Chicago Hotel Market Proving Resilient Amid Political Earthquakes And Economic Disruptions
Although Chicago is undergoing a remarkable amount of political change, most hospitality experts feel confident its fundamental strengths will sustain the hotel business no matter what the disruption.
Even the loss of former Mayor Rahm Emanuel, seen by many as a champion of commercial real estate, has not shaken belief in the market, according to panelists at Bisnow’s Chicago Hospitality Summit.
Much of that confidence seems to stem from the character of Mayor Lori Lightfoot.
That doesn’t mean there were no concerns over the possible direction her administration could take.
“She has to be careful not to add any additional hotel taxes,” Rutledge said.
In the past, such taxes, which had been promoted as a way to bolster the city’s tourism efforts, were instead diverted into the general fund, he said.
Investors may decide to adopt a wait-and-see attitude on Chicago’s new leader, and may put off purchases until they better understand her administration’s direction.
On the other hand, if that does happen, he expects the remaining investors won’t be unhappy that their competition took a hiatus.
“They’ll say, ‘this is a huge opportunity for me.’”
The replacement of Emanuel is not the only situation where commercial real estate’s worst fears weren't realized.
Everyone in the hospitality industry expected 2019 to be a tough year, as many conventions had already decided to skip over Chicago and not return until 2020 or 2021. On top of that, a brutally cold winter got the year off to a slow start, just as developers were putting the finishing touches on a number of new hotels.
But in late spring, the hospitality market began to blossom.
“This year hasn’t been as bad as some folks expected,” said Leah Murphy, executive director and national practice leader of Cushman & Wakefield’s hospitality group.
And with summer and fall still to come, traditionally active months for Chicago hotels, it is a sign of this market’s resilience that even a slowdown in the convention business won’t have that sharp of an impact, she said.
Still, every commercial real estate sector has to contend with a number of headwinds this year, including rising construction costs, fears of a possible recession, and the many uncertainties introduced by the continuing trade disputes between the Trump administration and China, Mexico and Europe.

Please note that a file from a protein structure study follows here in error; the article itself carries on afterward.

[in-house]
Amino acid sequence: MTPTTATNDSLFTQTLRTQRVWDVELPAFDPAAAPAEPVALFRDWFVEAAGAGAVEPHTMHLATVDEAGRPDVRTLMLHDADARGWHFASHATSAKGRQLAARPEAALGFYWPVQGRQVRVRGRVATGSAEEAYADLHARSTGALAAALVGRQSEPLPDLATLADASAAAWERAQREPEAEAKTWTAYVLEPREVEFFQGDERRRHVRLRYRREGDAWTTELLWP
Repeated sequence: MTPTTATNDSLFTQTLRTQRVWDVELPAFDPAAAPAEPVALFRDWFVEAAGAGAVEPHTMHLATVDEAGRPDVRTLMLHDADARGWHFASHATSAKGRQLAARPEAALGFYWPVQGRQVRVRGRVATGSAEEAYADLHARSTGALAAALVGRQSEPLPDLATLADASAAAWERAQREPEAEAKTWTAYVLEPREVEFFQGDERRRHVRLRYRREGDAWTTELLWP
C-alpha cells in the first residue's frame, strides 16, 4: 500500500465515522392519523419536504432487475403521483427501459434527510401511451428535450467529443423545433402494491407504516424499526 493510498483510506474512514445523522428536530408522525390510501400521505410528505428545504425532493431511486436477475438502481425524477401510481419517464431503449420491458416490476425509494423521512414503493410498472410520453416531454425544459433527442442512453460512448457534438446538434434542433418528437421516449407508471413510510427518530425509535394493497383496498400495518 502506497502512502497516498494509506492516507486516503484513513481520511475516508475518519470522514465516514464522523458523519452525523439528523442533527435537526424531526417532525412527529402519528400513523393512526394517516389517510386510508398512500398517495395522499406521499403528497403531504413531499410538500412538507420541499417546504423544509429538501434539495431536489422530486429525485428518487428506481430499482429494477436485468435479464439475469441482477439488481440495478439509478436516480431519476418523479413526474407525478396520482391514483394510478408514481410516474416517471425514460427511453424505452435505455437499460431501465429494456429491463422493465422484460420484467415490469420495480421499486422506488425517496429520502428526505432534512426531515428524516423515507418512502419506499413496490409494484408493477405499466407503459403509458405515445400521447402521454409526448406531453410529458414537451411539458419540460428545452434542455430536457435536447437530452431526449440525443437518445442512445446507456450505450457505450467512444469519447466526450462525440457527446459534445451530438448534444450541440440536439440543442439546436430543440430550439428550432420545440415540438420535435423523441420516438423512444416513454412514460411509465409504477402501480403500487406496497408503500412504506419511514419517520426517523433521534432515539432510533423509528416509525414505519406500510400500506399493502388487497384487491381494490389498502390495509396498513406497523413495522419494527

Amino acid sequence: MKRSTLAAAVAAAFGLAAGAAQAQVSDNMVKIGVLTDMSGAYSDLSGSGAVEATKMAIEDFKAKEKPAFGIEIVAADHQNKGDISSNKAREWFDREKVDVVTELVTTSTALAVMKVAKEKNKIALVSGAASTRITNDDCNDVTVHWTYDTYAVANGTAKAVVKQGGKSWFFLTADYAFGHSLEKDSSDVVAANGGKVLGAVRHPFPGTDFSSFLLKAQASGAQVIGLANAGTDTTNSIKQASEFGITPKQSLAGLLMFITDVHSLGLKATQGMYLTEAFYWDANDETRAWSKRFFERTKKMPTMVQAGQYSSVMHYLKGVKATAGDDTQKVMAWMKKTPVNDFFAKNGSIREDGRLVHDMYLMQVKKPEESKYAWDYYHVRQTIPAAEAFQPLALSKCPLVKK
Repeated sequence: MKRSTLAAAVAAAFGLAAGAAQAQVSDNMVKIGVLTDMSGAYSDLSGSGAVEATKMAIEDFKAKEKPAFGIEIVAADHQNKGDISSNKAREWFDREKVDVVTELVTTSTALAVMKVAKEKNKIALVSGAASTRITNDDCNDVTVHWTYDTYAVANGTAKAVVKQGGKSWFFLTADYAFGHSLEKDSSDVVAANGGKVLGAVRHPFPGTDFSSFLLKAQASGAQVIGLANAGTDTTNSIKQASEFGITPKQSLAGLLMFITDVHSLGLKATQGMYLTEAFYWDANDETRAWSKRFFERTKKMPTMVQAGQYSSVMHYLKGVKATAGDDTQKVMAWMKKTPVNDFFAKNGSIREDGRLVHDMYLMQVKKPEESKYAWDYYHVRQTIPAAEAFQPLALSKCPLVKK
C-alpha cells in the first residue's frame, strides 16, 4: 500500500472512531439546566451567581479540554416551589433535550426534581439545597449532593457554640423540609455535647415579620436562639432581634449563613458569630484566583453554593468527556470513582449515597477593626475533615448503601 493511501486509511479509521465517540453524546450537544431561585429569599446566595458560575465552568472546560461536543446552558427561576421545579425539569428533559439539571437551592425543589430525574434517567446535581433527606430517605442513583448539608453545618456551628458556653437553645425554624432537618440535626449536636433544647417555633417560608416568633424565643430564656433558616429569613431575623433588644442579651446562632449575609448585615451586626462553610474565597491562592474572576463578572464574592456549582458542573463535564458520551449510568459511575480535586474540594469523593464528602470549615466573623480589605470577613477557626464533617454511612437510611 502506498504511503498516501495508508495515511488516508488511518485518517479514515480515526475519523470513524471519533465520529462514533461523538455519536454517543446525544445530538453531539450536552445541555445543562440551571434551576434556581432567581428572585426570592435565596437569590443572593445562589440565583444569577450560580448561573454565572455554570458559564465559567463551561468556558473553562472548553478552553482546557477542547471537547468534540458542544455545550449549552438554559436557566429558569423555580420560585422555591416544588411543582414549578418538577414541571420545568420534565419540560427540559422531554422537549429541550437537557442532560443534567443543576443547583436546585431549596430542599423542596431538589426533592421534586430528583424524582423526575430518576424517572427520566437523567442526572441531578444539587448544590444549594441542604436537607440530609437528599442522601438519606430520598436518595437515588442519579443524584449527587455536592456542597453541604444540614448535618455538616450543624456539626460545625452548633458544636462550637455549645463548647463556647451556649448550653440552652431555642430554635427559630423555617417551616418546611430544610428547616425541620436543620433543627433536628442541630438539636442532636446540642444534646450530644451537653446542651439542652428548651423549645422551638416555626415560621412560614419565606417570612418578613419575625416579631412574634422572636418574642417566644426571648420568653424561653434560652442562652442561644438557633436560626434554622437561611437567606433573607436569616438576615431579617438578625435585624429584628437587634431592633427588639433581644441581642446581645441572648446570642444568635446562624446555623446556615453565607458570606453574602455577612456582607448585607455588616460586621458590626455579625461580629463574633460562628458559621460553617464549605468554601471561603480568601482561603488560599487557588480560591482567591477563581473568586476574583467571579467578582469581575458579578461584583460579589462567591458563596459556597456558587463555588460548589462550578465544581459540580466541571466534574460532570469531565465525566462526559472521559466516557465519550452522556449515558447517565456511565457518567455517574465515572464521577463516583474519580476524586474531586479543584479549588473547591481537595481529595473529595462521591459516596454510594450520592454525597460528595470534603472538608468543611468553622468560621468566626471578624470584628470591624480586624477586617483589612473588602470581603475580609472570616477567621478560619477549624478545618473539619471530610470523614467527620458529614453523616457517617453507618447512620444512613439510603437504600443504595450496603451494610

“The pension liability is scary,” he said.
With that millstone hanging around the city’s neck, he believes it is a certainty that taxes here will go up, and “commercial properties will have to bear the brunt of it.”
“We do have one of the most beautiful cities in the U.S., and as long as Lori Lightfoot keeps it safe and clean, we will do well. You have to pay for the best if you want to live in one of the better cities. I think we should just accept that fact.”
Kornota takes comfort from the hospitality market’s recent performance. The city’s massive construction boom, which had caused some concerns about oversupply, has so far seemed perfectly calibrated with growing demand. Developers added about 7,000 rooms to the city’s Central Business District since 2012, an increase of 17%, according to STR, a Tennessee-based company that collects hotel data. During the same period, the number of visitors to Chicago increased from 46.4 million to 57.7 million, a roughly 19% jump, according to Choose Chicago, the city’s tourist information center.
Furthermore, RevPAR in Chicago’s CBD increased 5.1% in 2018, and occupancy hit 75.4%, roughly the same level as in 2012.
“Chicago has done remarkably well in absorbing all of the new supply,” Kornota said.
“We’re going to take our hits, but we will keep plowing forward.”